The 2019 Lottery Week (July 15-20, 2019) evolved from an idea implemented with great success by the Massachusetts Lottery last year. Declaring July 17, 2018, as National Lottery Day, Massachusetts Lottery offered consumers and retailers a special day of lottery promotions and celebrated the provision of billions of dollars in local aid since the Massachusetts State Lottery was created in 1972.

“Last summer, we were invited by NASPL to present a recap of our first National Lottery Day experience to the Public Relations group at the Professional Development Seminar,” explained Christian Teja, Assistant Executive Director, Communications, Massachusetts Lottery. “Our primary message was that at a minimal cost with a small planning window, our Lottery Day promotions were very successful. A thoughtful discussion followed, setting the table for a national effort led by NASPL. Massachusetts joined other lotteries assembled by NASPL in participating in the development of the plan for this year’s Lottery Week.”

To recognize all of the contributions by lotteries to the communities they serve, NASPL created the inaugural National Lottery Week. “We launched Lottery Week to showcase the good lotteries do in their communities,” said NASPL Executive Director David Gale. “In the U.S. alone, their creative and entertaining products produced more than $23.4 billion in revenues to good causes during fiscal 2018, plus some $4.8 billion in revenues to retailers—from single-store mom-and-pops to massive corporate chains—for selling traditional lottery products. In addition, the industry suppliers that partner with lotteries also contribute to their communities by creating jobs and making substantial financial investments.”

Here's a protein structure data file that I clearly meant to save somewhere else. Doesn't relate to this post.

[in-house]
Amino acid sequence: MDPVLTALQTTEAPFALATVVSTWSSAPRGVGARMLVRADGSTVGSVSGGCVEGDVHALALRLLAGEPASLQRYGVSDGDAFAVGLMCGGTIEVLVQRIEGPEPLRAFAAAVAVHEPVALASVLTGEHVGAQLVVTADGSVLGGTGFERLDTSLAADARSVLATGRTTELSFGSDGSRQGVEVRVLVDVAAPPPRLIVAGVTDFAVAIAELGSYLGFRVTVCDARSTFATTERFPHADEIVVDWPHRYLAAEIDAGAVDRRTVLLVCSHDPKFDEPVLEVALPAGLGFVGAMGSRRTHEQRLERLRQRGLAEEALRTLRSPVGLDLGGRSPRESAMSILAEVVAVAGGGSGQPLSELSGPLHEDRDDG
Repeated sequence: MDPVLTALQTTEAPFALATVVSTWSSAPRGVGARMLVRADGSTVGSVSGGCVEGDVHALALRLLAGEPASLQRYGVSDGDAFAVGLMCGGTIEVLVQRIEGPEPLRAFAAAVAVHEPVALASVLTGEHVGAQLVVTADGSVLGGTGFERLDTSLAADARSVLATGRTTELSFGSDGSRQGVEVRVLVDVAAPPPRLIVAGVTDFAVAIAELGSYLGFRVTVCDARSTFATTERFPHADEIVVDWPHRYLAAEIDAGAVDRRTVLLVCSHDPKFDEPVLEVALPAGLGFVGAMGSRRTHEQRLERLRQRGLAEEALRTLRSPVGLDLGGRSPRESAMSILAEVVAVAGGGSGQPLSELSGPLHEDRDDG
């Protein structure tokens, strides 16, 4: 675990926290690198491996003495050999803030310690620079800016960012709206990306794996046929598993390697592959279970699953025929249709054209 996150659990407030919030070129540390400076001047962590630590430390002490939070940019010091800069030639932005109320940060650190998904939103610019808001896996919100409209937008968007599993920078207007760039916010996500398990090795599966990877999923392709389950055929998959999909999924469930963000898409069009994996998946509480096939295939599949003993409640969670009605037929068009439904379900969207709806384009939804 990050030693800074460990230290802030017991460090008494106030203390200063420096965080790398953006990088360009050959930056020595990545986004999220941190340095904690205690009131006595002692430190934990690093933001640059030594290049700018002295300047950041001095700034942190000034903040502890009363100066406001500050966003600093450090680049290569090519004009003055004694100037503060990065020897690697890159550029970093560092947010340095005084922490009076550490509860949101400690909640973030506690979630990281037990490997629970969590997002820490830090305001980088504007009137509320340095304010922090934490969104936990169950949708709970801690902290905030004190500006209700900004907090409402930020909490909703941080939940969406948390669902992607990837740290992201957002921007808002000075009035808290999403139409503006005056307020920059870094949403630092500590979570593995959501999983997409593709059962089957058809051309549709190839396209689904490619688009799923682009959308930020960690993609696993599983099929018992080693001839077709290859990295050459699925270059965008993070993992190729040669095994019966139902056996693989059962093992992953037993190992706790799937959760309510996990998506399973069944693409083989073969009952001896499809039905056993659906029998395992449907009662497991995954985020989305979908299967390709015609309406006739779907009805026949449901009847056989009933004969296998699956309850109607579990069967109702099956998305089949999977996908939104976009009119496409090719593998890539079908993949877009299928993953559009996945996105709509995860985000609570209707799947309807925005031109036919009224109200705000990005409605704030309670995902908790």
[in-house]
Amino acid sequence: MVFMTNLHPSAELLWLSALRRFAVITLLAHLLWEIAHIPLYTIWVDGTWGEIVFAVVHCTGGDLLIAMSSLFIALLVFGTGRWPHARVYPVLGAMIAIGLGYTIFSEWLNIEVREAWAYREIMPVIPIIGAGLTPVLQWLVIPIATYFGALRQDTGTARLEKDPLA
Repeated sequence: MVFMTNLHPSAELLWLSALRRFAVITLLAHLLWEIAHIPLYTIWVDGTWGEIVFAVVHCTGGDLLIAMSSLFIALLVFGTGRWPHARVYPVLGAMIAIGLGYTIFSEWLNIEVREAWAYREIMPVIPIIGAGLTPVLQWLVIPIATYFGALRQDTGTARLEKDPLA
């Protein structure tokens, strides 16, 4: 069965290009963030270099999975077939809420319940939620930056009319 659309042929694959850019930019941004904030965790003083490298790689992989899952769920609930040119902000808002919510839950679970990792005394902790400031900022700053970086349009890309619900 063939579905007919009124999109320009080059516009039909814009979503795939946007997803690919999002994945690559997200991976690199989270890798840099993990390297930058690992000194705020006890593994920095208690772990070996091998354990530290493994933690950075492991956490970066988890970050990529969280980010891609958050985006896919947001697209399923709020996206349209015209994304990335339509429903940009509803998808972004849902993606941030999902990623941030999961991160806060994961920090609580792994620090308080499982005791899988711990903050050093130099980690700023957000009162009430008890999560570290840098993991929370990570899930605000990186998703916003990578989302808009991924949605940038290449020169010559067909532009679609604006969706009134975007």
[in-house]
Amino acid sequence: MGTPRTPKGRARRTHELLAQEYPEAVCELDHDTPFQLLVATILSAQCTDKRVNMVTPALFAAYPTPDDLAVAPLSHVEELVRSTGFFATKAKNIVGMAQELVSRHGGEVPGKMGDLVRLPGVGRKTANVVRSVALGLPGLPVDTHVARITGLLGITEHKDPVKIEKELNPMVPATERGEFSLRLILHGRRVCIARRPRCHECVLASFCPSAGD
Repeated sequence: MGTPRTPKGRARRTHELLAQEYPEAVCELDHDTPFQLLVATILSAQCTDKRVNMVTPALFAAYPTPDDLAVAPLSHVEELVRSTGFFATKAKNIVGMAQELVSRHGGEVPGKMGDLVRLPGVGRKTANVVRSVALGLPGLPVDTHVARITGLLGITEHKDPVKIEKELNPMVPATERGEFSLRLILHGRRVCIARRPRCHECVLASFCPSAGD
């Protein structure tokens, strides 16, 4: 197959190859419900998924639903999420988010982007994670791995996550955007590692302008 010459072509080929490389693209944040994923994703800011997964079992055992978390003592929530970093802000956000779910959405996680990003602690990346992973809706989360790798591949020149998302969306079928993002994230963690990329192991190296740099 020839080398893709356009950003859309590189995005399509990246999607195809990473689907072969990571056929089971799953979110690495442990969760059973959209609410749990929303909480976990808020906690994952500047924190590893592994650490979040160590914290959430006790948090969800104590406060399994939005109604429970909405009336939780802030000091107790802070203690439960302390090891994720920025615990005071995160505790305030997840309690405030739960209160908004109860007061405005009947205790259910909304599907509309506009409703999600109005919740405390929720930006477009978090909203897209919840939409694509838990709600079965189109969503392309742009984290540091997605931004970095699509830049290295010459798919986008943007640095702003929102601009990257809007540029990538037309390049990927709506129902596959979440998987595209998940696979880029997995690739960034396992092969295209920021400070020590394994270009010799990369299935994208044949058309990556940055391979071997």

Teja thinks the 2019 event will get a lot of free publicity. “With a full week of promotions and social media content in Massachusetts, we are doing our best to generate the attention and enthusiasm that you see for days dedicated to popular activities, foods, beverages, and other interests,” he explained. “Several media outlets have already picked up on it.”

Teja noted that the Massachusetts Lottery was pleased by how well the concept was received by other lotteries. “It was clear that there was an appetite for a unified effort. It just needed a spark to ignite a discussion that would bring it to fruition,” said Teja.

Lotteries raise revenue for a variety of good causes, including education, college scholarships, senior citizen programs, tourism, tax relief, local aid for cities and towns, economic development, police and firemen pensions, veterans, parks and recreation, natural resources, sports stadiums and the general fund.